Tolerance and Addiction in the Brain
If the sun is too bright, you put on sunglasses. If the volume on your television is too loud, you turn it down. The brain works in a similar way. In an effort to adjust itself to these surges of dopamine (and other neurotransmitters), the brain reacts by producing less dopamine or by shrinking the amount of receptors that can receive the signal. This means that the ability to feel pleasure from any activity is significantly reduced. Natural rewards barely register in the reward system anymore, leaving the person feeling deflated, depressed and unable to enjoy the activities they once found pleasurable – and instead they seek dopamine-flooding drugs. Because the brain’s reward system is less reactive, a person will also need to take more of the drug than before in order to get the same feeling. This is what is called tolerance.
Other Contributing Factors to Addiction
In order to become addicted to a substance, of course, one must take the substance in the first place. But as mentioned earlier, many people are capable of experimenting with drugs (or alcohol) without any ill effects. So what is it that makes some people get addicted?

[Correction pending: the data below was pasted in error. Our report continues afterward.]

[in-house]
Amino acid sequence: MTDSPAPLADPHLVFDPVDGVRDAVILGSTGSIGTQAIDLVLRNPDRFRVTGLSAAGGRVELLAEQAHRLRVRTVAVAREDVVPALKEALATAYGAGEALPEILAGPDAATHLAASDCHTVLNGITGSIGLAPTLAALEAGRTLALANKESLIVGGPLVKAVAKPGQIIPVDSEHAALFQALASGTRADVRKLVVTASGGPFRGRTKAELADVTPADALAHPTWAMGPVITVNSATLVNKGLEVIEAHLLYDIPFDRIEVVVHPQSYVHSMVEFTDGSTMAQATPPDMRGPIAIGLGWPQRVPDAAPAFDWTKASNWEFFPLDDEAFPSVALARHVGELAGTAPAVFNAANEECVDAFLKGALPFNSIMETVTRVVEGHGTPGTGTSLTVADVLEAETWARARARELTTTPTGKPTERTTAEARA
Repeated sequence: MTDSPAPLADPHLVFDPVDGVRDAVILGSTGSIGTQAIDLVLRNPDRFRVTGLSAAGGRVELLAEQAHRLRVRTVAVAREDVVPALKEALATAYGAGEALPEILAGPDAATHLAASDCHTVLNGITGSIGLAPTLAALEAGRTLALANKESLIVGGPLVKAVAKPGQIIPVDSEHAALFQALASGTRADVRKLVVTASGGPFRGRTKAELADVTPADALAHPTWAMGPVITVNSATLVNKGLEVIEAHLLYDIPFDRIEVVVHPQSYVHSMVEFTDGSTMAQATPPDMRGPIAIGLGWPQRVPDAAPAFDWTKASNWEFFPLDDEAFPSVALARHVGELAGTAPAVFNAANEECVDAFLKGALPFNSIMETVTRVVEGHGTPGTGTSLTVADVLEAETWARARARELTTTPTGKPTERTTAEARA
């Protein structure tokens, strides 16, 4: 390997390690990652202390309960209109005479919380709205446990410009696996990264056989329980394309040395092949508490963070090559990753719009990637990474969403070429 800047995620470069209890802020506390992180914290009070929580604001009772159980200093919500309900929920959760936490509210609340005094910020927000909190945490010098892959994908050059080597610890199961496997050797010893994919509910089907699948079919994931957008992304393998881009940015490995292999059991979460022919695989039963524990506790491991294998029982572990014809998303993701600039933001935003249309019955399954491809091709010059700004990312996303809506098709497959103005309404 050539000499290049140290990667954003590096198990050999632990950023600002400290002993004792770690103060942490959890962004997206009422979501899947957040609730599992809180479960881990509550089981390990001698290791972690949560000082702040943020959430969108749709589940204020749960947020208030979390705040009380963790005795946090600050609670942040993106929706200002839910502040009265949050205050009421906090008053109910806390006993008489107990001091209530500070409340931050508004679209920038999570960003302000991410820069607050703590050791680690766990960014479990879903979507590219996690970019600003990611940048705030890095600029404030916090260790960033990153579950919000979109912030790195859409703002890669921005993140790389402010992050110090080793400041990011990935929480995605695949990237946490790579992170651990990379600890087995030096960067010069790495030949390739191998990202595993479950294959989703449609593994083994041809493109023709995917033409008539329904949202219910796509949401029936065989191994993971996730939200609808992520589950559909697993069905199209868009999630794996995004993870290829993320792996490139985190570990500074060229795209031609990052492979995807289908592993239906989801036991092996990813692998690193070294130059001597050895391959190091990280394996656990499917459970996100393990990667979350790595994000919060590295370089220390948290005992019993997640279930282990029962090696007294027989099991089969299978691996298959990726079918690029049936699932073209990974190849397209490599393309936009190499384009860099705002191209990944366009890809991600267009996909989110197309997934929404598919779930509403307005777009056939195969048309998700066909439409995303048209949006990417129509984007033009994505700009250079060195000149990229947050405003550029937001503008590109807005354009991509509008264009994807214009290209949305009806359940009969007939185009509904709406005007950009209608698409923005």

Scientists have concluded that the cause of addiction is 50-60% genetics and 40-50% environment. Some people have less active reward centres, causing them to feel depressed and lifeless even before they experiment with drugs. The important thing to understand, however, is that once drug abuse has affected the brain’s reward system, it is usually incredibly difficult or impossible to stop using without professional addiction treatment.
Getting the Right Addiction Treatment